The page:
I am a faculty member in the Astronomy Department at the University of California, Berkeley, and affiliated with the SETI Institute in Mountain View, California, and a visiting scientist at the Institute of Astrophysics in Heraklion, Crete.  You might also like some of the videos I created for my YouTube Channel. If you arrived here searching for my open water swimming guidebook, please go to the Crete Swim web site, or if you’re interested in my guidebook for dreams, go to The Oneironauts web site.

My expertise is searching for planetary systems around nearby stars using direct imaging.  My methods involve data from the world’s most advanced observatories, such as the Hubble Space Telescope, Keck Observatory, the Gemini Telescopes, and ALMA.

One remarkable image is the planetary system surrounding Fomalhaut (see below), which is a bright star located 25 light years away in the constellation Pisces Australis. Though direct images are difficult to obtain and currently quite rare, they provide unique and fundamental information about exoplanetary systems, such as:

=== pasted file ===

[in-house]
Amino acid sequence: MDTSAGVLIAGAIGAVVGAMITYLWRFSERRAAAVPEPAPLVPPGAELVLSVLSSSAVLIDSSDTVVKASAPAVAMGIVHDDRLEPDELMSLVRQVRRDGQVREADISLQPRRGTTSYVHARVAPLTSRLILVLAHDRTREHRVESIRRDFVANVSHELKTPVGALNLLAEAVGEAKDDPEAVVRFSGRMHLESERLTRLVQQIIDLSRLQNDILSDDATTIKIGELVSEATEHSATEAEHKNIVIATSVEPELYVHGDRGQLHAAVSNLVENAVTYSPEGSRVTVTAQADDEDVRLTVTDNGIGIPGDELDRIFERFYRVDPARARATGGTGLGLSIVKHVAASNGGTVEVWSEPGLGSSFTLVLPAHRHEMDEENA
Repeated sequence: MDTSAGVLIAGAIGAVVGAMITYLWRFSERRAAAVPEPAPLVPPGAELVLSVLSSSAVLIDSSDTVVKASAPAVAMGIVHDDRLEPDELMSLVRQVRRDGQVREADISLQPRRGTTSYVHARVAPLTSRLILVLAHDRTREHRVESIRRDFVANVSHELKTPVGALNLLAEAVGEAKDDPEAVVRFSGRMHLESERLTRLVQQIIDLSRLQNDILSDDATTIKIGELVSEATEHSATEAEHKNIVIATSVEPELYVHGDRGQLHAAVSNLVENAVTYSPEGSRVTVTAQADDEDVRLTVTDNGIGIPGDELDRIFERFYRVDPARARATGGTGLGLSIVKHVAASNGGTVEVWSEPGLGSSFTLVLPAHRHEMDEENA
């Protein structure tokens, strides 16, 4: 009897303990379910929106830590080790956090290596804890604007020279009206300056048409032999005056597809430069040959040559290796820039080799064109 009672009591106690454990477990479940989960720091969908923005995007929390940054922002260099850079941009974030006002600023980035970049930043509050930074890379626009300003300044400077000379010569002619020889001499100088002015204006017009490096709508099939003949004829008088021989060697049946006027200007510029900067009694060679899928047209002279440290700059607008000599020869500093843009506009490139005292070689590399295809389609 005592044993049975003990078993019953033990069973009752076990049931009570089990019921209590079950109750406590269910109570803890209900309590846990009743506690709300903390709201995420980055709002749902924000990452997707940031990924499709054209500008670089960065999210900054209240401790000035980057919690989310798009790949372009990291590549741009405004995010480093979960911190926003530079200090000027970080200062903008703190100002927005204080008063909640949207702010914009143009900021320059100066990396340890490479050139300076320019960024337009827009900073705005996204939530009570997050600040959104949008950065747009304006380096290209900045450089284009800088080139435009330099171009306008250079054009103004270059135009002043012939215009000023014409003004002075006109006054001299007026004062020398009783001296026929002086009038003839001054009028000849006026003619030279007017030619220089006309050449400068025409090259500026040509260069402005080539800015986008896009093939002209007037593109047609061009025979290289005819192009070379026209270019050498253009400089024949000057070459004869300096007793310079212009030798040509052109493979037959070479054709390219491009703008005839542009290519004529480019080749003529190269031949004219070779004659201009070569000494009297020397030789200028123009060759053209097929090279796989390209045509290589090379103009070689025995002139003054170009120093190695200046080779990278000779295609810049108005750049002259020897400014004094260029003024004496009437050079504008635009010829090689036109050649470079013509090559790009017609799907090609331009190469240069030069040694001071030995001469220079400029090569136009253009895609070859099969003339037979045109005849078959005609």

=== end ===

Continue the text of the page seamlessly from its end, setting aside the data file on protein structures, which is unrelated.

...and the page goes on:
• The masses of exoplanets, by analyzing how bright they appear and the properties of their orbits.
  • Their composition, by analyzing the color of thermal emission from the planet, or by obtaining a spectrum.
  • The origin of exoplanets, by comparing their current observed properties with simulations of how planets form in a circumstellar disk and subsequently evolve.

Ultimately, these data will give us an empirical notion of how common or rare our own planetary system must be in our own galaxy and throughout the universe.

Fomalhaut’s planetary system shows a vast comet belt encircling the star and the motion of Fomalhaut b from left to right (arrow).  This animation was made by Dr. Jason Wang (Caltech) using several years of my Hubble Space Telescope observations of Fomalhaut.

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